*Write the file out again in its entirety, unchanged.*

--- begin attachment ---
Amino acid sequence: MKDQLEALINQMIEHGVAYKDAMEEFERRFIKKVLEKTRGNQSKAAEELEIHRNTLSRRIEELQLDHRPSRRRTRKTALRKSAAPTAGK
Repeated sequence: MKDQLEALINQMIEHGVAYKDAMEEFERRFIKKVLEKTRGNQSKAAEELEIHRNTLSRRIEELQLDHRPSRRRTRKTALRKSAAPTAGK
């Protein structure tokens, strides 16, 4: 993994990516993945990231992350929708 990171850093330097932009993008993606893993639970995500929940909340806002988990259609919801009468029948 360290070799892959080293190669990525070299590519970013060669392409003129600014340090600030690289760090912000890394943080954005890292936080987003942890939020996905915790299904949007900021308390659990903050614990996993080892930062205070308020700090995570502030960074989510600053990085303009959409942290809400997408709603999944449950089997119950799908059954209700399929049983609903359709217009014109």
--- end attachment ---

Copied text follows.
Amino acid sequence: MKDQLEALINQMIEHGVAYKDAMEEFERRFIKKVLEKTRGNQSKAAEELEIHRNTLSRRIEELQLDHRPSRRRTRKTALRKSAAPTAGK
Repeated sequence: MKDQLEALINQMIEHGVAYKDAMEEFERRFIKKVLEKTRGNQSKAAEELEIHRNTLSRRIEELQLDHRPSRRRTRKTALRKSAAPTAGK
């Protein structure tokens, strides 16, 4: 993994990516993945990231992350929708 990171850093330097932009993008993606893993639970995500929940909340806002988990259609919801009468029948 360290070799892959080293190669990525070299590519970013060669392409003129600014340090600030690289760090912000890394943080954005890292936080987003942890939020996905915790299904949007900021308390659990903050614990996993080892930062205070308020700090995570502030960074989510600053990085303009959409942290809400997408709603999944449950089997119950799908059954209700399929049983609903359709217009014109």